Health Policy and Healthcare Systems in Emerging Economies

This course introduces students to the empirical and theoretical study of contemporary health policy and healthcare systems, exploring topics of particular relevance to populations in emerging economies.

Students will engage with key debates and issues within the social sciences and public health disciplines including: key concepts of underlying health policy and systems analysis; the contemporary global health landscape; theories and typologies for understanding healthcare systems; the dynamics of poverty and ill-health and policy responses; the consequences of rapid urbanisation for emerging economies and the challenges posed for collective health and wellbeing; the new ‘middle classes’ and health policy; trade and the global healthcare economy; emerging biotech and biomedical services; and methodologies for researching health policy and systems.

Foundations, Methods and Practices of International Development Evaluation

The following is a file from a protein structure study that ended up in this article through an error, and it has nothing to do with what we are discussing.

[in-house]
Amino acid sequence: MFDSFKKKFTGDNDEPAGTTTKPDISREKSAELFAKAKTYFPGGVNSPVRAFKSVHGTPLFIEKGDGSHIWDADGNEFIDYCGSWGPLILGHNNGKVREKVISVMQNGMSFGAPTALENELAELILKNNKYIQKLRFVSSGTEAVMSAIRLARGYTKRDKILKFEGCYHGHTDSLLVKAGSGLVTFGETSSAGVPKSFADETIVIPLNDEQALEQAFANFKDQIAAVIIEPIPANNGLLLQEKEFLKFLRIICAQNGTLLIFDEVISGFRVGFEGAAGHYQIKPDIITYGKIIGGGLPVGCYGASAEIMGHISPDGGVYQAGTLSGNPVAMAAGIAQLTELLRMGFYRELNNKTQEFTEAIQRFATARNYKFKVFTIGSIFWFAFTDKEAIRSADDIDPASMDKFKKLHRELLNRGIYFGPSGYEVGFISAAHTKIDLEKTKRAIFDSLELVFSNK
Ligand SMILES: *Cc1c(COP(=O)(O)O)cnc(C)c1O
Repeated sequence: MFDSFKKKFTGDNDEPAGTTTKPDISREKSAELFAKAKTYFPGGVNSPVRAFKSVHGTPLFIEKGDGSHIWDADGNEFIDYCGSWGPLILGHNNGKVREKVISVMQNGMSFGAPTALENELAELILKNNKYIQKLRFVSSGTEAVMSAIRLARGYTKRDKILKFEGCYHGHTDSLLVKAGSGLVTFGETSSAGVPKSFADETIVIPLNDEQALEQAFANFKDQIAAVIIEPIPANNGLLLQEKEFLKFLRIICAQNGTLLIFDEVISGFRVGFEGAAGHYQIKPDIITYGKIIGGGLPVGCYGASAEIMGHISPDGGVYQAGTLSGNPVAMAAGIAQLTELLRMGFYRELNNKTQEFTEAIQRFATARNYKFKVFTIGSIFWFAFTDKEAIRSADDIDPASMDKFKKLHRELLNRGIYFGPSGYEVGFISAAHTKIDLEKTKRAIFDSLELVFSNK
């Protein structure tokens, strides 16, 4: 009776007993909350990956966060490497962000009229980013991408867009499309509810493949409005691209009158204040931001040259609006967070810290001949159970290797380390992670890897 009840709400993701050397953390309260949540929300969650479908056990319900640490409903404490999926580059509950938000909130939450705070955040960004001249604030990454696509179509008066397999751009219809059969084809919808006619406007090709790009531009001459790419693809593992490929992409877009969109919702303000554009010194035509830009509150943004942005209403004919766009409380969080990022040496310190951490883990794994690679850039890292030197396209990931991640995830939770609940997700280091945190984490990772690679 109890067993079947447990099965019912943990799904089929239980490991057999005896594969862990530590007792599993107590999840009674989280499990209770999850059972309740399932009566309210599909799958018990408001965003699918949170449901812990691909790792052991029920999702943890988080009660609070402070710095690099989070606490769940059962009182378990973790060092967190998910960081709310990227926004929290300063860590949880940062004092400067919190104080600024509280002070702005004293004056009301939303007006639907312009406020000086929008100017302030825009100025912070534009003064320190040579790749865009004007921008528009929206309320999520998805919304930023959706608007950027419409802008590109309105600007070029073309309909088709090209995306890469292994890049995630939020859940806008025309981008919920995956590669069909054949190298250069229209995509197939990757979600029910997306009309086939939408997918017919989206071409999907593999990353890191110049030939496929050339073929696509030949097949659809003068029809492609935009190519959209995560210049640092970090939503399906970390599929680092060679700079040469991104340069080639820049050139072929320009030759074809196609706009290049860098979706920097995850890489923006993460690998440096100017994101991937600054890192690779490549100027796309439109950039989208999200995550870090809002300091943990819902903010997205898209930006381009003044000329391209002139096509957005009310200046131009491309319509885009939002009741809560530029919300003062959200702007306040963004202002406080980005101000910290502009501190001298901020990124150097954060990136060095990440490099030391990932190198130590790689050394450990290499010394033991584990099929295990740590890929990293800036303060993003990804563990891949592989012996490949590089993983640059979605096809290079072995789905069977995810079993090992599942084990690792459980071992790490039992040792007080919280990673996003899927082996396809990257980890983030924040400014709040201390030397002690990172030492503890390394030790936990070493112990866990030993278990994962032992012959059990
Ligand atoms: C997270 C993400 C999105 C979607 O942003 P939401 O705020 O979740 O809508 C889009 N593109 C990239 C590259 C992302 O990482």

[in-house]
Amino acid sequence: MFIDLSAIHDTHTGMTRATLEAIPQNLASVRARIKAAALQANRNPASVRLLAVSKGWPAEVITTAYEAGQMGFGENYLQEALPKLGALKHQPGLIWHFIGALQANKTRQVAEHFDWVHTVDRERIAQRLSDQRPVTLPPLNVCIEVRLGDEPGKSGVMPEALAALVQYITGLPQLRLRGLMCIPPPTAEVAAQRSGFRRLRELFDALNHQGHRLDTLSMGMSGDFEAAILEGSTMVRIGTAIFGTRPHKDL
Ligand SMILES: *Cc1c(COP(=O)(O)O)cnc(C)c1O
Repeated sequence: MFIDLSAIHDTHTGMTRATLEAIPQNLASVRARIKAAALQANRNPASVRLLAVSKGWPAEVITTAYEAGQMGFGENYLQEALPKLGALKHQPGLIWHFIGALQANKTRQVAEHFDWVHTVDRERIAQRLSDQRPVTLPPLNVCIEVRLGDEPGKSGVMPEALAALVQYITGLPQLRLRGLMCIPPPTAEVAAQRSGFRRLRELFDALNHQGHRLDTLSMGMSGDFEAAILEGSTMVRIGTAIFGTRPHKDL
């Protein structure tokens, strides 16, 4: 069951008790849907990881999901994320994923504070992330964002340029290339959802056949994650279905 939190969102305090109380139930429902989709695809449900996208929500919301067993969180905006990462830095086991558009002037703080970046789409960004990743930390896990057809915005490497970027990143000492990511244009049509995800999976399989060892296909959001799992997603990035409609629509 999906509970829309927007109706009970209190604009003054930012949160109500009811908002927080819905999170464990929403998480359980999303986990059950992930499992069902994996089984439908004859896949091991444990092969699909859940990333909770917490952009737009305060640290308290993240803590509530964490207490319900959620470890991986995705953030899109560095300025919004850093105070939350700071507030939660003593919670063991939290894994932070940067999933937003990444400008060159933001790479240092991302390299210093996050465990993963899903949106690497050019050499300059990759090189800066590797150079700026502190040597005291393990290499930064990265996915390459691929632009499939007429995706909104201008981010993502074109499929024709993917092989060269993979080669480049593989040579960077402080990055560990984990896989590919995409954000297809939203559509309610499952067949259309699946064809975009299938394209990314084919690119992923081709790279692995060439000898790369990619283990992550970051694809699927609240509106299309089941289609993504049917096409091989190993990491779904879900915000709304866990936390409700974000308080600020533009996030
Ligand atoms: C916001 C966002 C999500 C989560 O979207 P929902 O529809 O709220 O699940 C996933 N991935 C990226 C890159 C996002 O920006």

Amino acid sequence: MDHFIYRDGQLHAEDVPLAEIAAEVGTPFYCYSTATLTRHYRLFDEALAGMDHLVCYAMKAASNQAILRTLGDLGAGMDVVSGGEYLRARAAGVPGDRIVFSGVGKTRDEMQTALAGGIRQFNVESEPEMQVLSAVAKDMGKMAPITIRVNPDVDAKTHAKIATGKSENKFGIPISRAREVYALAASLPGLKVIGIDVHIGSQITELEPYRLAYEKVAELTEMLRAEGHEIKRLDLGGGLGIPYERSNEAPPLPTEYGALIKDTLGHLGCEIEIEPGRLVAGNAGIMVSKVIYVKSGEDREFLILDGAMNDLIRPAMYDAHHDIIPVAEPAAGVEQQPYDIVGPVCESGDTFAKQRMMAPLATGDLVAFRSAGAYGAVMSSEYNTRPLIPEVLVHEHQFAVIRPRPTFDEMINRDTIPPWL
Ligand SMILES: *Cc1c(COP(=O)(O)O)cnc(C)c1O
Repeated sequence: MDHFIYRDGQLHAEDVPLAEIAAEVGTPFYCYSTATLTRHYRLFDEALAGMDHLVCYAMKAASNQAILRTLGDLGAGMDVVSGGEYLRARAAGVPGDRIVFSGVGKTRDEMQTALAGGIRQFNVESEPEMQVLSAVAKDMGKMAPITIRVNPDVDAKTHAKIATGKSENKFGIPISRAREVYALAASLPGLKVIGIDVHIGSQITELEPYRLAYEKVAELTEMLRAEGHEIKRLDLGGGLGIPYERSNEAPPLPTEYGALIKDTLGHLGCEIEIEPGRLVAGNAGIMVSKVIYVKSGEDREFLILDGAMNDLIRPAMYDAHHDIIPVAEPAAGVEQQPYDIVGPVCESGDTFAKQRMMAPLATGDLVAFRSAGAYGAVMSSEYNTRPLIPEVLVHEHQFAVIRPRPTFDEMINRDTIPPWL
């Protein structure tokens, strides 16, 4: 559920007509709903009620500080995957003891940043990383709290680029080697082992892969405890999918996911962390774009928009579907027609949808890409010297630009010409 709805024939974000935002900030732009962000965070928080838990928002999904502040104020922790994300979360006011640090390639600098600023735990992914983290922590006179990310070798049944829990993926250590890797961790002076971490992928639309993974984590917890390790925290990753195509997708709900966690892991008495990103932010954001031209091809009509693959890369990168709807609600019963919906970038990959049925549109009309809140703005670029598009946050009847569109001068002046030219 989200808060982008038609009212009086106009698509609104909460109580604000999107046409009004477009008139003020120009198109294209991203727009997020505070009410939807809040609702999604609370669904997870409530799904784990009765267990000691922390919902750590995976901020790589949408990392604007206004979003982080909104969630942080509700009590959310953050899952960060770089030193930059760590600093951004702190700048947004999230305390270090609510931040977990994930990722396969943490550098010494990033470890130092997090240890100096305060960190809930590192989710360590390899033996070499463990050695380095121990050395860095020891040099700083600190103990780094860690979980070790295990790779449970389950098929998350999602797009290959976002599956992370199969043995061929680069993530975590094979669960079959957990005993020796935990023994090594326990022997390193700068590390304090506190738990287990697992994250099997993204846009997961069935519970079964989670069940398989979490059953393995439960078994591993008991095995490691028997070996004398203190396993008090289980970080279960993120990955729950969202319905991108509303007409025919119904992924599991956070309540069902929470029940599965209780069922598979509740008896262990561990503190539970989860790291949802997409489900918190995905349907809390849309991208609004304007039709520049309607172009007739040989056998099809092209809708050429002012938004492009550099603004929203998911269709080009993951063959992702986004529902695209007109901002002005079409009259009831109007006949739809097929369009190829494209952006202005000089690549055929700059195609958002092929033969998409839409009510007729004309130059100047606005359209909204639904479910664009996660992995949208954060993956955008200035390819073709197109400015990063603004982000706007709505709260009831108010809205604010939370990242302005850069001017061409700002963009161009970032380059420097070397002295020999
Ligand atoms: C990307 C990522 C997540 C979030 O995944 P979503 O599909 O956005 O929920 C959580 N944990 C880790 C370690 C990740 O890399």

Growing public pressure to demonstrate that international development initiatives generate valuable results have triggered a growing demand for development evaluation. High quality, rigorous, independent evaluations are increasingly being commissioned to ascertain whether development policies, programmes and projects contribute to social learning and improved decision making in different countries, contexts and cultures. Against this background, the course module aims to introduce students to the antecedents, rationale and tools of the contemporary development evaluation discipline. The module will sketch how evolving conceptions of development have influenced development evaluation theory and practice. The diversity of evaluation approaches available to development evaluation practitioners as well as their relative strengths and limitations will be examined. In particular, the distinct waves of dominant evaluation doctrines (democratic, neo-liberal, evidence based, experimental, developmental, etc.), their philosophical underpinnings and the implications of emerging web-based and “big data” evaluation approaches will be probed. Turning to practice students will secure an overview of evaluation principles, standards, norms and ethics and how ethical principles can enhance the validity of evaluations. Practical tools to design evaluations by structuring the programme logic, identifying evaluation questions, securing and interpreting relevant evidence will be demonstrated. Next, the module will help students gain a critical awareness of the distinctive contributions to knowledge of qualitative and quantitative methods to rigorous evaluation. In particular it will illustrate by dint of examples and case studies the circumstances in which theories of change, evaluation rating systems and impact assessments can demonstrate whether or not development projects and programmes “work” and for whom. Finally, students will be exposed to the governance conditions, implementation processes and reporting practices that make for a high quality evaluation function geared to the improved design and implementation of policies, programmes and projects in the zones of turmoil and transition of the developing world.